An average home with the window slightly ajar absorbs 15 decibels of noise as it passes through, according to Zwirling. Coupling that with the level of noise that usually awakens a small percentage of sleeping people, 35 decibels, Hallowell’s current limit after 9 p.m. of 50 decibels is modest.

Zwirling said the current 70-decibel limit is fairly loud. He said it’s the level at which a person must raise his or her voice to speak to someone about a foot and a half away. However, the end time is modest, he said, so he sees no problem with the ordinance as it stands.

“We’re not talking about 2 a.m.; we’re talking about 9 p.m.,” he said.

On the change to the ordinance, Dufour said the committee decided on a raise in sound level to help foster live music in Hallowell, which is a “significant attractor” to the city, but recognized the effect music could have on downtown residents.

“We settled in acknowledgment that the city does indeed thrive on live music,” she said. “In the summer months, people like to be outdoors, and music is part of our history.

“The city is well aware of the discomfort that live music can cause for people who (live downtown),” she added. “We started to get feedback from others in the community and (they) really raised concerns with the decibel limit and the hours.”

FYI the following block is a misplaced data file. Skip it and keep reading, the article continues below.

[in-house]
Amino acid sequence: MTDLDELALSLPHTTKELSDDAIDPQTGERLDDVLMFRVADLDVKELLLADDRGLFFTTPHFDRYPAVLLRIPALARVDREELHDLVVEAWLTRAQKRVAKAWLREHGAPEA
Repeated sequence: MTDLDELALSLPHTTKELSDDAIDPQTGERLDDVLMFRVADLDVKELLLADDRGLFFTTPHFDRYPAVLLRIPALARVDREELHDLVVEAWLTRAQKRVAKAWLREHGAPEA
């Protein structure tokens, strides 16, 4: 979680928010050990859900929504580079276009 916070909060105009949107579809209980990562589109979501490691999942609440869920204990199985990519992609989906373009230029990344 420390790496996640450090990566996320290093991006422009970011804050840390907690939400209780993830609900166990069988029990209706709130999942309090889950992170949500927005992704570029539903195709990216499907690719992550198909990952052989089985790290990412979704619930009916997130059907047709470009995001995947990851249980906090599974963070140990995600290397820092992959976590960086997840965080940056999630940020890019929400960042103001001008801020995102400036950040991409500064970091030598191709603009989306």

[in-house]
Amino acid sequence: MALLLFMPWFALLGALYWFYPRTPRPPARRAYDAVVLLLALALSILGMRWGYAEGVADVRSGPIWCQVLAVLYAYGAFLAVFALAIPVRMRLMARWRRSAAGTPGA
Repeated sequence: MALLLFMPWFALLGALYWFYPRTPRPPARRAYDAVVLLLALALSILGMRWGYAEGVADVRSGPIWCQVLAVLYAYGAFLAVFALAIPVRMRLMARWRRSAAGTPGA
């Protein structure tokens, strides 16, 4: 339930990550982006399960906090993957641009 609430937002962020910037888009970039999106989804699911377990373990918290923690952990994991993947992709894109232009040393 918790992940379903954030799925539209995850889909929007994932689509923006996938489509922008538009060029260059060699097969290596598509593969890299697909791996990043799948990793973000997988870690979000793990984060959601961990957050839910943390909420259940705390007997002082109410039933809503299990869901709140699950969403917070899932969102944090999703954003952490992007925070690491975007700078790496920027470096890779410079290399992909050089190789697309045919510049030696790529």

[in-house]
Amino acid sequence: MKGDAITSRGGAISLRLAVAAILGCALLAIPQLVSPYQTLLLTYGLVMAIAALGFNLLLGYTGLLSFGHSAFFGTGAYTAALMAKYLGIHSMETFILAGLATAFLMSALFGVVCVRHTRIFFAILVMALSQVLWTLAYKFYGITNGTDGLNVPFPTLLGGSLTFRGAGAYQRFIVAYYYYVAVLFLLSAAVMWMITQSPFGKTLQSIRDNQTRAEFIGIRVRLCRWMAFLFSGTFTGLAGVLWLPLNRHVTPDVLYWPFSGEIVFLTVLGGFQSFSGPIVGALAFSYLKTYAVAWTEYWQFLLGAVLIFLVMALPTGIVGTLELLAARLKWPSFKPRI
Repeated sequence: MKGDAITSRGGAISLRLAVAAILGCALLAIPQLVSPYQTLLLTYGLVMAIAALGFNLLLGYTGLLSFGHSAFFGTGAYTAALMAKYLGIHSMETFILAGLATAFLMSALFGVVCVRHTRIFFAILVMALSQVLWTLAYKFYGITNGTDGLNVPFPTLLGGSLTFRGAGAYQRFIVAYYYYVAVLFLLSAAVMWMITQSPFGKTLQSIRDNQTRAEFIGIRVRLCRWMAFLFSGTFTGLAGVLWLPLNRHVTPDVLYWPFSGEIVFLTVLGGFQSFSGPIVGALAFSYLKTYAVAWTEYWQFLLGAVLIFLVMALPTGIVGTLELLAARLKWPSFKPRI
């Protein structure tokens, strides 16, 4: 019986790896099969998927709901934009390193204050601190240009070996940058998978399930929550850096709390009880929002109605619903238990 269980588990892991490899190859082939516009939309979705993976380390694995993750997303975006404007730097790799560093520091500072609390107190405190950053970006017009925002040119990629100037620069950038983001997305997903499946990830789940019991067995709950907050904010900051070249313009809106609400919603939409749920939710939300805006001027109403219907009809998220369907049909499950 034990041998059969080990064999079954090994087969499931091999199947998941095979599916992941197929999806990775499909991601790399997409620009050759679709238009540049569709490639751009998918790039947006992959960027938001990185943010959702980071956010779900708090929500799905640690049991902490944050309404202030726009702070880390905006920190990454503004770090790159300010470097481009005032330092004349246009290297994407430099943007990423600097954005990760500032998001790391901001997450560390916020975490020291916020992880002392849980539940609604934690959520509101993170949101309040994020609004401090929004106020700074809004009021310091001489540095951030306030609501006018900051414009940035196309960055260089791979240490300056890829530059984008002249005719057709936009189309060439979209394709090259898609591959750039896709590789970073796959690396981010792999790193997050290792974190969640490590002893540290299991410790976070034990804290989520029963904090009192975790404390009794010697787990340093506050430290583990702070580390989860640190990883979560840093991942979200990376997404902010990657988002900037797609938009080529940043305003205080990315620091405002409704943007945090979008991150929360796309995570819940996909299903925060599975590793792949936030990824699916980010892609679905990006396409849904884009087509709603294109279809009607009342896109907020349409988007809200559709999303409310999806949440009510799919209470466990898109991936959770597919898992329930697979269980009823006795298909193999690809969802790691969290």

Quarry Tap Room owner Chris Vallee said he doesn’t receive many noise complaints, generally just one persistent abutter. He said the ordinance probably was crafted to satisfy a number of downtown businesses that offer or will offer live music.

Bruce Mayo, owner of the Easy Street Lounge, did not respond to the Kennebec Journal’s request for comment.

Zwirling said the decibel increase could lead to residents complaining about noise and eventually moving away.

“Allowing increased sound levels on Friday and Saturday nights is common with jurisdictions seeking to increase entertainment revenue,” he said. “That said, it may well lead to increased complaints for dislocation of dissatisfied residents.”

Zwirling, who has provided expert testimony about noise in multiple court cases, said a 10-decibel increase usually represents a “perceived doubling in loudness.” However, on low frequencies such as bass, 6 decibels could be a perceived doubling. He said A-weighted sound meters do not reliably catch the low-frequency noise, which prevents sleep at a higher rate.

“If that’s the level outside a dwelling, the people would not be able to sleep,” he said. “It will prevent from sleeping or awaken people who are asleep,”

He said the strict time limits, if enforced diligently, could prevent a mass exodus of downtown residents.

“I think that most people, in my experience, if they know that there is a bright line end to the noise at a specific time, they can generally tolerate it,” Zwirling said. “But there must be reliable enforcement of that deadline so people know there’s a light at the end of the tunnel.”

Zwirling said enforcing the ordinance could present a problem if no properly trained officers are available to handle equipment used to measure sound pressure.

“It’s not difficult, but it’s not necessarily intuitive,” he said. “The officers (should) receive some training on the use of a sound meter.”

The ordinance would need to be reviewed through two more City Council readings before it is written into the city’s charter.

After any amendments are made by the Noise Ordinance Committee, the ordinance is expected to be discussed at the Nov. 13 City Council meeting.

Sam Shepherd — 621-5666

[email protected]

Twitter: @SamShepME